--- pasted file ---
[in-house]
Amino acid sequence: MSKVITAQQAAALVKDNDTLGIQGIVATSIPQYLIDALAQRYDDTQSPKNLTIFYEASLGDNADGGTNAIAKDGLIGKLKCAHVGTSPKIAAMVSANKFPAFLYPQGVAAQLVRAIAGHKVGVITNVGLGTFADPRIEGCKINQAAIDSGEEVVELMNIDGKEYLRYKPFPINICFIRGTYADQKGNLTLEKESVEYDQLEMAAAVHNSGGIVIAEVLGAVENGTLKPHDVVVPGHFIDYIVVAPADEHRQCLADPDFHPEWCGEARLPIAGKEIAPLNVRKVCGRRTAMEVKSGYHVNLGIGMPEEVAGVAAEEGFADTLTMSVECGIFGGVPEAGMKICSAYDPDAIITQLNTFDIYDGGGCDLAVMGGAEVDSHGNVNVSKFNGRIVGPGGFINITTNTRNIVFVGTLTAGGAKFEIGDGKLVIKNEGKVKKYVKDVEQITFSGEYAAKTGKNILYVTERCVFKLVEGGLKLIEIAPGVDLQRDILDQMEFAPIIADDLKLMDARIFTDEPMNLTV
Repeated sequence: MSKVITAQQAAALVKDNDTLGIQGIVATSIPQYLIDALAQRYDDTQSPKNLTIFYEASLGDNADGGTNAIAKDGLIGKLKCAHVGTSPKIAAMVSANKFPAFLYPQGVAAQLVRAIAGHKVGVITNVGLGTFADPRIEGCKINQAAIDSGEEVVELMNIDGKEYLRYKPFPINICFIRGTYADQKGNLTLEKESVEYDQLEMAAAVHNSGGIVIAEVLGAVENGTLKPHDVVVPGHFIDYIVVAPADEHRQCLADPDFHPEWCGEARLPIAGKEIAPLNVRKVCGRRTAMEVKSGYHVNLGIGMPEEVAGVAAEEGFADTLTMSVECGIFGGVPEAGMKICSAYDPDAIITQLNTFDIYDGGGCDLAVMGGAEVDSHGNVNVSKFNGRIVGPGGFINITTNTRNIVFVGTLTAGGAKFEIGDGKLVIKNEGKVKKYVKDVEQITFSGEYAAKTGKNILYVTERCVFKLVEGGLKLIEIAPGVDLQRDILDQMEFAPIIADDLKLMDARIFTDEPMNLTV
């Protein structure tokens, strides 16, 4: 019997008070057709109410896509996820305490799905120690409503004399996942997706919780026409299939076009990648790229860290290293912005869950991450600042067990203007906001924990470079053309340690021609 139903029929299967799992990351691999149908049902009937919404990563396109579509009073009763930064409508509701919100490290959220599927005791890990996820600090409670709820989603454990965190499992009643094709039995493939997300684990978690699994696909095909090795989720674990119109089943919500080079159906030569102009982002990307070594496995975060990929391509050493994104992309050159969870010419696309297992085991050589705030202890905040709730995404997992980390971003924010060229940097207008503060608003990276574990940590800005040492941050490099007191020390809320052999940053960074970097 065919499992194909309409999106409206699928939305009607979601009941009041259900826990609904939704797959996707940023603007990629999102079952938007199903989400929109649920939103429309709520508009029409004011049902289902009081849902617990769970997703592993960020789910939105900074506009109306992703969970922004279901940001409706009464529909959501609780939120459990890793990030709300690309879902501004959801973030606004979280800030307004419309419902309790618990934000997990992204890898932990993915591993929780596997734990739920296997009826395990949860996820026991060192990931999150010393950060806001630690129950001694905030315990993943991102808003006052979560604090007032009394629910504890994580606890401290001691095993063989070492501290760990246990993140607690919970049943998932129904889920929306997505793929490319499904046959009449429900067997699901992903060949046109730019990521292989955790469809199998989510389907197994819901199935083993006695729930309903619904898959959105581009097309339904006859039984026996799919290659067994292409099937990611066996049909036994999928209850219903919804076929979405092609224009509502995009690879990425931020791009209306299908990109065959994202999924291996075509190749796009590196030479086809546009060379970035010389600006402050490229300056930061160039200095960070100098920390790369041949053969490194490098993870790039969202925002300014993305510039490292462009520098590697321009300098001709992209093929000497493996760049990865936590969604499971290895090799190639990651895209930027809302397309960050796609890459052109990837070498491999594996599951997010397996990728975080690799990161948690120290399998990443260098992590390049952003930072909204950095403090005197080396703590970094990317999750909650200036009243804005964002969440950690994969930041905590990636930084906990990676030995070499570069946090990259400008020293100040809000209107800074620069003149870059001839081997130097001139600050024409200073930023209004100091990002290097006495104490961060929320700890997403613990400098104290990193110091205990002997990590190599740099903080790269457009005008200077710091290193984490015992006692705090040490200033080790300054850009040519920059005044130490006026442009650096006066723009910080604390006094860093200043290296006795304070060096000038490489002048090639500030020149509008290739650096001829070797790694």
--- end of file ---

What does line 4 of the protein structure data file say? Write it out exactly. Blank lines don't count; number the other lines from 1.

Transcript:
């Protein structure tokens, strides 16, 4: 019997008070057709109410896509996820305490799905120690409503004399996942997706919780026409299939076009990648790229860290290293912005869950991450600042067990203007906001924990470079053309340690021609 139903029929299967799992990351691999149908049902009937919404990563396109579509009073009763930064409508509701919100490290959220599927005791890990996820600090409670709820989603454990965190499992009643094709039995493939997300684990978690699994696909095909090795989720674990119109089943919500080079159906030569102009982002990307070594496995975060990929391509050493994104992309050159969870010419696309297992085991050589705030202890905040709730995404997992980390971003924010060229940097207008503060608003990276574990940590800005040492941050490099007191020390809320052999940053960074970097 065919499992194909309409999106409206699928939305009607979601009941009041259900826990609904939704797959996707940023603007990629999102079952938007199903989400929109649920939103429309709520508009029409004011049902289902009081849902617990769970997703592993960020789910939105900074506009109306992703969970922004279901940001409706009464529909959501609780939120459990890793990030709300690309879902501004959801973030606004979280800030307004419309419902309790618990934000997990992204890898932990993915591993929780596997734990739920296997009826395990949860996820026991060192990931999150010393950060806001630690129950001694905030315990993943991102808003006052979560604090007032009394629910504890994580606890401290001691095993063989070492501290760990246990993140607690919970049943998932129904889920929306997505793929490319499904046959009449429900067997699901992903060949046109730019990521292989955790469809199998989510389907197994819901199935083993006695729930309903619904898959959105581009097309339904006859039984026996799919290659067994292409099937990611066996049909036994999928209850219903919804076929979405092609224009509502995009690879990425931020791009209306299908990109065959994202999924291996075509190749796009590196030479086809546009060379970035010389600006402050490229300056930061160039200095960070100098920390790369041949053969490194490098993870790039969202925002300014993305510039490292462009520098590697321009300098001709992209093929000497493996760049990865936590969604499971290895090799190639990651895209930027809302397309960050796609890459052109990837070498491999594996599951997010397996990728975080690799990161948690120290399998990443260098992590390049952003930072909204950095403090005197080396703590970094990317999750909650200036009243804005964002969440950690994969930041905590990636930084906990990676030995070499570069946090990259400008020293100040809000209107800074620069003149870059001839081997130097001139600050024409200073930023209004100091990002290097006495104490961060929320700890997403613990400098104290990193110091205990002997990590190599740099903080790269457009005008200077710091290193984490015992006692705090040490200033080790300054850009040519920059005044130490006026442009650096006066723009910080604390006094860093200043290296006795304070060096000038490489002048090639500030020149509008290739650096001829070797790694």